The First Asian International Stamp Exhibition briefly called ASIANA-77 was held from October 19 to 23, 1977. The Philatelic Congress of India organized the exhibition, with the active participation and assistance of the Indian Posts and Telegraphs Department and also the Government of Karnataka. The exhibition was exclusively for the Asian and Australasian countries and under the patronage of the Inter-Asia Philatelic Federation (FIAP) which is the Asian chapter of the Federation Internationale de Philatelic (FIP). Representatives from 7 European countries to safeguard the interests of stamp collectors at international level founded FIP in 1926. At present, there is hardly any National Philatelic Federation of a country, which is not affiliated, with the FIP. The FIP has set up standards rules for holding the International Exhibitions under their patronage. The FIP has categorized harmful, improper and undesirable stamp issues, which they have banned for exhibiting in any of the International Exhibitions under their patronage. FIAP was organized in 1975 to strengthen the Philatelic activities among Asian and Australasian countries. To increase the participation of Asian countries in International Exhibition, the idea of Regional Exhibitions was mooted. ASIANA-77 was a landmark in the philatelic history of India as not only the country had the honor to hold the First Asian International Stamp Exhibition but also some of the rarest stamps were on display in this exhibition for the first time in India. The Indian Posts and Telegraphs Department bought out two special postage stamps on the occasion of the First Asian International Stamp Exhibition - ASIANA-77. The stamp in Re.1 denomination depicts a pair of a famed Red Scinde Dawks of 1852 (the first Stamp in Asia). The stamp in Rs. 3/- denomination shows foreign mail arriving at the Ballard Pier in Bombay in 1927. It was adapted from a photograph appearing in the Annual Report of Indian Posts & Telegraphs Department for the year 1926-27

Date of Issue: 19.10.1977
Denomination: 100 p, 300 p
Overall Size: 3.91 x 2.90 cms
Printing Size: 3.55 x 2.54 cms
Number per Issue Sheet: 35
Colour: Multicolor
Perforation: 13 x 13
Paper: Unwatermarked adhesive stamp paper
Printing Process: Photogravure
Number Printed: 2 million each
Designers/Printers: India Security Press

Centenary of Darjeeling Himalayan Railway

The snow peaks of the magnificent Himalayas have since time immemorial enchanted saints, pilgrims and tourists for various reasons. Railways, in their own way, have tried to 'ascend' the hills. The eternal Darjeeling-Himalayan Railway line having a two feet wide track, conceived by Franklin Prestage, the agent of the Eastern Bengal Railway, links Darjeeling to Siliguri, a distance of 87.48 Kms. A unique engineering feat passing through different climate zones offers a picturesque and science beauty. Laid on the famous Hill Cart Road, the Railway line appears to be playing hide seek with the road as they criss-cross each other at several places. The line between Sukna and Darjeeling is almost all along located on the road-bench, either skirting hillside or on the far edge of the road. The alignment passes through hills and gradually climbs up to the maximum altitude of 2,258 meters at Ghum. The honor of blazing the trail of the first railway train across the Alps, the first experiment for construction a hill railway, goes to Chega, an Austrian. He was the first to apply the principle of artificially lengthening the line by looping in order to flatten the gradient. The engineers of Indian Railways successfully applied the principle in constructing Darjeeling-Himalayan line thereby completely obviating the necessity of expensive tunnels. Another method adopted on the route is reversing a zigzag movement, each leg of this move being utilized to gain additional height, although this means the train moving backward on the central leg. The need for tunnels was completely obviated by means of 'loops' and 'reverses'. There are 4 loops of which the most renowned one is the Bastasia loop, 5 reverses in the shape of 'Z', 5 major and 498 minor bridges and 177 unmanned level crossings on the section. Around 90% of the length of track is on curves, the sharpest curve having a radius of 59 feet and steepest gradient of 1 in 22. The construction of the section began in 1878 and could be completed only in July, 1881. The Government of India purchased it in October 1948 with a view to fit it in the system of New Assam Link Project. This narrow gauge line was extended from Siliguri to New Jalpaiguri in 1962.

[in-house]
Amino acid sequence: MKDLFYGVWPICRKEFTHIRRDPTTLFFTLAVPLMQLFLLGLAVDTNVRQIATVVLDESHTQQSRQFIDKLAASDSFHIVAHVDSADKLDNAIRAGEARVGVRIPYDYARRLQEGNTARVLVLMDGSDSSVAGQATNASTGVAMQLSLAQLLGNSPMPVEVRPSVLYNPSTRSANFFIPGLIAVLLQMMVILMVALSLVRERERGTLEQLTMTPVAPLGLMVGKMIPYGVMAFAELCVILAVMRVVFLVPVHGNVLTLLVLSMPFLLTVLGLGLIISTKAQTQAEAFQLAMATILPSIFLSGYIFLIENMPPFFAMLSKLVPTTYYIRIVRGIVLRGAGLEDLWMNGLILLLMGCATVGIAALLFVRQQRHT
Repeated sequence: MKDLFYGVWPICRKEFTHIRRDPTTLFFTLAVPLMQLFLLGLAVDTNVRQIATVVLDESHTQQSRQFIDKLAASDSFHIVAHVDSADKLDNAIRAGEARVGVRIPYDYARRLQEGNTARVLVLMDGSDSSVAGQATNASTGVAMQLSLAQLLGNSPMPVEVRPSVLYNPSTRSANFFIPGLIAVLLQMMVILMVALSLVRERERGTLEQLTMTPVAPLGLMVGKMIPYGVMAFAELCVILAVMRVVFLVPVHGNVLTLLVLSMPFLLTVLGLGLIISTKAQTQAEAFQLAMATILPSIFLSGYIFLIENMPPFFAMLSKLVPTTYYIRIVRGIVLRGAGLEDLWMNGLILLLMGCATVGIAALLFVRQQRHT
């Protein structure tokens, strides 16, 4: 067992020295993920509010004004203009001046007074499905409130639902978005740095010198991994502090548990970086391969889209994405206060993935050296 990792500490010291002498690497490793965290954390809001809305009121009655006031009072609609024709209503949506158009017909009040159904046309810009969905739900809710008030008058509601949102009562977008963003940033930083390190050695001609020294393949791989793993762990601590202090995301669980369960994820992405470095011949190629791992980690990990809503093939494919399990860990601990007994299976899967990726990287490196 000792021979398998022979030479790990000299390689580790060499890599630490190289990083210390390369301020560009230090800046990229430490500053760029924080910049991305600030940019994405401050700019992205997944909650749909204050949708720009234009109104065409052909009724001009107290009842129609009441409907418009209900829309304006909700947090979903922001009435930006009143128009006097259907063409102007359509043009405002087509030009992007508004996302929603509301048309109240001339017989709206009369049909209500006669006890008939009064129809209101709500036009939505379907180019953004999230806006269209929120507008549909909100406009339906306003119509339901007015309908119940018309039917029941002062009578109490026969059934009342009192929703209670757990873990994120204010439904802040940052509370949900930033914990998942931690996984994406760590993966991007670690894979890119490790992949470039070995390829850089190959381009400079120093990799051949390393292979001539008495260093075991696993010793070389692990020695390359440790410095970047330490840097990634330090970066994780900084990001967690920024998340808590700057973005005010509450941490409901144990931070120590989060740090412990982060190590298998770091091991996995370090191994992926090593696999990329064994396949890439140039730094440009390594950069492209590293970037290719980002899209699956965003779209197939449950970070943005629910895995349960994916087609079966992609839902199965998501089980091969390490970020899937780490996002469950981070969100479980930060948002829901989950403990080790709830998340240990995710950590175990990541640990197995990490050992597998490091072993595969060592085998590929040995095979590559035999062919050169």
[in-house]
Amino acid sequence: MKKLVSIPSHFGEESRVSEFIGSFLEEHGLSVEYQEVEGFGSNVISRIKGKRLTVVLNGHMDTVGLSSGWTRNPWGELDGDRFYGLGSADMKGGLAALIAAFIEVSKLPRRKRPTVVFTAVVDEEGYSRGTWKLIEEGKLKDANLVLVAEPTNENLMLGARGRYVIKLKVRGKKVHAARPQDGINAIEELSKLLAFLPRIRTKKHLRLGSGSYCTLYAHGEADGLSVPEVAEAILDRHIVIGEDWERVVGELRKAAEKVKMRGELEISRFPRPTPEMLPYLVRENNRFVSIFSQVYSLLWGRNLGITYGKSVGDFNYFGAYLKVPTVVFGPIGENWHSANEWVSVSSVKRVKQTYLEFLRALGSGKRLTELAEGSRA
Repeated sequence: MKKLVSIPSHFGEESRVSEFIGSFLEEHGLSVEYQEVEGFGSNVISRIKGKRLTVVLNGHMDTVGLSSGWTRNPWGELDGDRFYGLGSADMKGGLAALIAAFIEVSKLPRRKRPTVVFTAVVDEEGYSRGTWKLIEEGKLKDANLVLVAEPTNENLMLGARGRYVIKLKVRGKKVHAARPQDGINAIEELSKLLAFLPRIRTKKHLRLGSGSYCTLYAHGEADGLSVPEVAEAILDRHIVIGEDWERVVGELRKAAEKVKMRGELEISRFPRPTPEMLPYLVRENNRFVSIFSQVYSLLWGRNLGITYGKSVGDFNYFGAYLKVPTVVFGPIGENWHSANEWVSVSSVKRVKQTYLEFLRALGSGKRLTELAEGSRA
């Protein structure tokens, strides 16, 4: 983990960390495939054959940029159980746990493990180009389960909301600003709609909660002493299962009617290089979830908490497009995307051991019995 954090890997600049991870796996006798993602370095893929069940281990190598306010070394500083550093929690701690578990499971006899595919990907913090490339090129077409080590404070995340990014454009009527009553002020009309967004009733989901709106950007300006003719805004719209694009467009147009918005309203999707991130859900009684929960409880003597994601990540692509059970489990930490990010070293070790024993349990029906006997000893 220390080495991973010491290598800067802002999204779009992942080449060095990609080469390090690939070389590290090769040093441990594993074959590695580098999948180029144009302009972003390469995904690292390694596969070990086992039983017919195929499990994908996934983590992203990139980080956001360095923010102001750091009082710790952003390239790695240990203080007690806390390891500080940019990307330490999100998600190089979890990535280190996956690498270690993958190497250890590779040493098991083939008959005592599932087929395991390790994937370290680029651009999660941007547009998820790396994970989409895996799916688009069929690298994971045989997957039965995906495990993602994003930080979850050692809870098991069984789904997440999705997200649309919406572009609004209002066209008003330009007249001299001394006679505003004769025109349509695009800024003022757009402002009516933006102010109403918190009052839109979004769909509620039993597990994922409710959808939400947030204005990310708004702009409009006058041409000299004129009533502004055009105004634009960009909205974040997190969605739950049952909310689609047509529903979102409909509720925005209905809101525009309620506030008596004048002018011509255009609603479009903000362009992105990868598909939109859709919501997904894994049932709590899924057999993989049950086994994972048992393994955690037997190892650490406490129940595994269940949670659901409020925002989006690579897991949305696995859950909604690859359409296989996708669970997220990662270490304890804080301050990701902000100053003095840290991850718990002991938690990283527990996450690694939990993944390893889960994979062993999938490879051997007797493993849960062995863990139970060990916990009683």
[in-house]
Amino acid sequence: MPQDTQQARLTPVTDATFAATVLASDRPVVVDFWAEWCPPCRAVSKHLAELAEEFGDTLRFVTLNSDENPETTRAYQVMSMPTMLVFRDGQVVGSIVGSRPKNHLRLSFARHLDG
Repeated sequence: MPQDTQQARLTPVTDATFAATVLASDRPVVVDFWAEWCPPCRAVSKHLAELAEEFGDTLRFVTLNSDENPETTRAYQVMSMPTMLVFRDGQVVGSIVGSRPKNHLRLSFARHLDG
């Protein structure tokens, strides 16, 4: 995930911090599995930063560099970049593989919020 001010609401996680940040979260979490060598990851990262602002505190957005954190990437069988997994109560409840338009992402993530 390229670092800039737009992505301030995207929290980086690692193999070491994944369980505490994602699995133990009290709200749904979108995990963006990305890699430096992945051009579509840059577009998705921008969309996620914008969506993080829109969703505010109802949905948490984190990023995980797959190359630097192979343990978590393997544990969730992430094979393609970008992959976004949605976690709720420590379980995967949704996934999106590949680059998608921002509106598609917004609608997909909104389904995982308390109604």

The stamp features 0-4-0 T Darjeeling Himalayan loco and passenger cars

Date of Issue: 18.12.1982
Denomination: 285 p
Overall Size: 3.91 x 2.90 cms
Printing Size: 3.55 x 2.54 cms
Number per Issue Sheet: 35
Colour: Multicolor
Perforation: 13 x 13
Paper: Unwatermarked adhesive stamp paper
Printing Process: Photogravure
Number Printed: 20,22,000
Designers/Printers: Indian Security Press

Inpex-82

Since Independence, Indian Posts & Telegraphs Department has made pioneering efforts in promoting philately through exhibitions. To celebrate the centenary of Indian postage stamp, the first International Stamp Exhibition was held in New Delhi in 1954. The first national exhibition was held in 1970 in New Delhi, the second in Calcutta (1975) and the third one at Banglore (1977). An International exhibition, INDIPEX 73 was held in New Delhi in 1973. The first international exhibition under the aegis of the Federation Internationale de Philatelie was INDIA 80, held in New Delhi in 1980. The first and perhaps the only all Asia exhibition, ASIANA 77 was held in 1977 in Banglore. Besides these national and international exhibitions, the Postmasters General have been organizing exhibitions from time to time at the state, region and district levels all over the country. The Fourth India National Exhibition, INPEX-82 was held in New Delhi from 30th December 1982 to 5th January 1983 by the P & T Department, in co-operation with the Philatelic Congress of India. To mark the occasion, Indian Posts & Telegraphs Department issued a set of two stamps.